Cat Reynolds, a junior at Fordham College at Lincoln Center, readily admits that she is not the first person to discover that Santa’s reindeer would have to be female.
But she’s likely the first person to get a job after making the observation.
Recently Reynolds, an English major with a creative writing concentration, found herself watching the YouTube video Science Christmas Carols ft. Jon Cozart, which repurposes Christmas songs to address scientific tidbits, like black holes and the carbon footprints of fake Christmas trees.
“One of them was about Rudolph the Red Nosed Reindeer, and the fact that female reindeer retain their antlers over the winter, while male reindeer shed them,” she said.
“I was wondering, is that true? There are a couple of articles written about it already, but I got excited and tweeted about it.”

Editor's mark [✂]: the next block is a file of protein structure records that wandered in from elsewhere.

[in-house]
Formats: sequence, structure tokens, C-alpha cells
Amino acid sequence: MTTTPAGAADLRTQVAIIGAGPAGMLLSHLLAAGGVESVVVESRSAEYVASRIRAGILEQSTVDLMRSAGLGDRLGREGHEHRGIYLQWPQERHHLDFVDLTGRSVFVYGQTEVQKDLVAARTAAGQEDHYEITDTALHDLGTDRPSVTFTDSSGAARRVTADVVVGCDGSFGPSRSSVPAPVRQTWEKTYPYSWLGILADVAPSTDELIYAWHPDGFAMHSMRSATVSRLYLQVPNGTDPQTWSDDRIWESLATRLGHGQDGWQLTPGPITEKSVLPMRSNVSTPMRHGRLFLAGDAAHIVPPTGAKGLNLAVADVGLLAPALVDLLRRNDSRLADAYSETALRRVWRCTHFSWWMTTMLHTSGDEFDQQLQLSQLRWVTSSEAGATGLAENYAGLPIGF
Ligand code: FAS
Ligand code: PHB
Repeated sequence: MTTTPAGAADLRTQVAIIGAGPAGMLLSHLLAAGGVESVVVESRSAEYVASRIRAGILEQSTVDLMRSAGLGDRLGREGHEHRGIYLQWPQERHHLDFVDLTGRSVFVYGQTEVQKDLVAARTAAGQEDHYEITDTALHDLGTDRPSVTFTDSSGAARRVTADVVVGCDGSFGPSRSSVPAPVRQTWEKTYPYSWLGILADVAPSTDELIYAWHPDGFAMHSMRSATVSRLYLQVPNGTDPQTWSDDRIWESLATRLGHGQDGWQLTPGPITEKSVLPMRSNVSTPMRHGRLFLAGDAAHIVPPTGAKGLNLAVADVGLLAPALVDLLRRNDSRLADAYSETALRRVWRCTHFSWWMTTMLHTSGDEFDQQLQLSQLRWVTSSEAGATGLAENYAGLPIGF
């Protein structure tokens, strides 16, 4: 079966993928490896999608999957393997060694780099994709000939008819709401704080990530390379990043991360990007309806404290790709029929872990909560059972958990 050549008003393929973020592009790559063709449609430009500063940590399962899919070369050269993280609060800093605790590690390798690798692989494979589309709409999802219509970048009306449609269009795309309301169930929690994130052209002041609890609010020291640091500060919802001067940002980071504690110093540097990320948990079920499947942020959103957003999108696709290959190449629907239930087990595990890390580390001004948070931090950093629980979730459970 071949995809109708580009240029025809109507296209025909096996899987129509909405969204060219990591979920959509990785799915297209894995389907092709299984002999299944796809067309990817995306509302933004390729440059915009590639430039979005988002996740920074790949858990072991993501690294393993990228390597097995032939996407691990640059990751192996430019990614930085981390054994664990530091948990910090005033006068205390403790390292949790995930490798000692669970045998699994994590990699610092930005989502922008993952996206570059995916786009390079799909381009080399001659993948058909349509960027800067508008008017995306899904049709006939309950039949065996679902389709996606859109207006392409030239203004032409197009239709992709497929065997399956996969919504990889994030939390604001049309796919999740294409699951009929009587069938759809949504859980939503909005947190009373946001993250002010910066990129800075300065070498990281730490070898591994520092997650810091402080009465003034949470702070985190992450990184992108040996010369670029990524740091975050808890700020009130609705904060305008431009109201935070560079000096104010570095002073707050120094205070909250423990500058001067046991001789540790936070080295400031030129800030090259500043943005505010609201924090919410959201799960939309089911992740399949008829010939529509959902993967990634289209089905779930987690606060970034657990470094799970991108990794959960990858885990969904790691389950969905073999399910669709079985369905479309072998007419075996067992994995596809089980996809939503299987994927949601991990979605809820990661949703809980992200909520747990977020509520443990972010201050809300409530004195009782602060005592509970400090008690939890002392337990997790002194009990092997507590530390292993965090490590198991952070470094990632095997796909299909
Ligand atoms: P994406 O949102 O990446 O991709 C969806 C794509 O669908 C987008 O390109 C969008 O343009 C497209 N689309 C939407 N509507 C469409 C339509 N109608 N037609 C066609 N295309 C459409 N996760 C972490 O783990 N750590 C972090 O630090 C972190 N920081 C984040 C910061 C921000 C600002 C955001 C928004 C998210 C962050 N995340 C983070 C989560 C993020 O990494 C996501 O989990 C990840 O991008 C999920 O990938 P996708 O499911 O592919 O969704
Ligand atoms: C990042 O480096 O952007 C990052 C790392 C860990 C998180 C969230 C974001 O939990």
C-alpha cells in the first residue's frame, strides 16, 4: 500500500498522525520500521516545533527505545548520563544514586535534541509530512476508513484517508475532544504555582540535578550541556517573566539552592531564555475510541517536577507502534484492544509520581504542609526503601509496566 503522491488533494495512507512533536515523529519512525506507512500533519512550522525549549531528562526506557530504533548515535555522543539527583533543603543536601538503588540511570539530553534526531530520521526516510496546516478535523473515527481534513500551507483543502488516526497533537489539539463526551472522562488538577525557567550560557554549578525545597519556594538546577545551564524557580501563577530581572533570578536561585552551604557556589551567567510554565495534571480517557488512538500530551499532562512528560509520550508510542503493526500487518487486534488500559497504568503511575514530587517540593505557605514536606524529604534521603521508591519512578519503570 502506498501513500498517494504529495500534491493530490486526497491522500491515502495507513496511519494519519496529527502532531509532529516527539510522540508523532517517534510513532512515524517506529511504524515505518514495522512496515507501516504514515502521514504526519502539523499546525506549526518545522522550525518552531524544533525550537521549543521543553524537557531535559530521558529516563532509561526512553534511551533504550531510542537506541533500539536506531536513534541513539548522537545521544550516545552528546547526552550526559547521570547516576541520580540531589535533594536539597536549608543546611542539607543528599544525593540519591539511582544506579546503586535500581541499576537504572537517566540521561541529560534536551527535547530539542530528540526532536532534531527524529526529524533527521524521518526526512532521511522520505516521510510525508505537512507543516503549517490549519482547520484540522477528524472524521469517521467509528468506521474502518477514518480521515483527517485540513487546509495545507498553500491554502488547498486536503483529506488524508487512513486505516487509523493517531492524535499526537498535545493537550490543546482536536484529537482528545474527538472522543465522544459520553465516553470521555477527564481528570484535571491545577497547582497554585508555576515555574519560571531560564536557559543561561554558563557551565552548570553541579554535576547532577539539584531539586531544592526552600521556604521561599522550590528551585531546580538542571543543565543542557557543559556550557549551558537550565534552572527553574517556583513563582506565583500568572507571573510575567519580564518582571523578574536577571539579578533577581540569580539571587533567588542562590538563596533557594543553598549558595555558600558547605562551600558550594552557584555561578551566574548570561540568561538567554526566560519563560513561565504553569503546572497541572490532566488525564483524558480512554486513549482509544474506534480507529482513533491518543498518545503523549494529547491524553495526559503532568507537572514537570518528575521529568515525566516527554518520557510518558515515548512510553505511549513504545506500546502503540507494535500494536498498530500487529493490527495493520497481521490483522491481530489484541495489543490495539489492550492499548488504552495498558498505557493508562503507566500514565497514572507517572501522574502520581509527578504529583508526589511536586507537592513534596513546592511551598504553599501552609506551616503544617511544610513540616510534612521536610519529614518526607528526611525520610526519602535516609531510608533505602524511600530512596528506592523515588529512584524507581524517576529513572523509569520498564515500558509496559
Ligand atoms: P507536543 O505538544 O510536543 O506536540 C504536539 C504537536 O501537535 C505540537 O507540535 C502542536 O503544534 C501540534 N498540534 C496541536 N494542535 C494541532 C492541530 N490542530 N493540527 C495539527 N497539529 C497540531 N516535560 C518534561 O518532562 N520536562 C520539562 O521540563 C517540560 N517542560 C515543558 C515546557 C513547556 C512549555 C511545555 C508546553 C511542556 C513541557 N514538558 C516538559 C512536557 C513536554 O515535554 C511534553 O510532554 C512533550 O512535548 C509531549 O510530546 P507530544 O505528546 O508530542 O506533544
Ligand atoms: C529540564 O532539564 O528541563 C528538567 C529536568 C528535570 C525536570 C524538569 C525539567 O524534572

Her December 11 tweet read:
Within just a few days, her tweet had achieved viral status, with 205,593 retweets and 674,917 likes as of Dec. 15. The observation about female reindeer—which, by the way, like cattle are actually called “cows,” not “does,”—also drew the attention of Bustle, People magazine, Good Morning America and made an impression across the Atlantic as well. Reynolds said the U.K.-based New Statesman has hired her to write a satirical article for them.
“It’s so weird that my first paid writing assignment is resulting from an odd tweet about reindeer,” she said.
An editor for the Lincoln Center campus literary magazine the Comma, Reynolds said she hopes to write for publications such as National Geographic upon graduation, with an eye toward the sensibilities of the Science Christmas Carols video that inspired her.
“I really like the fun little spinoffs that catch people’s attention. I don’t know that I would have ever read an article about the environmental implications of fake Christmas trees, but this funny, cute video really caught my attention,” she said.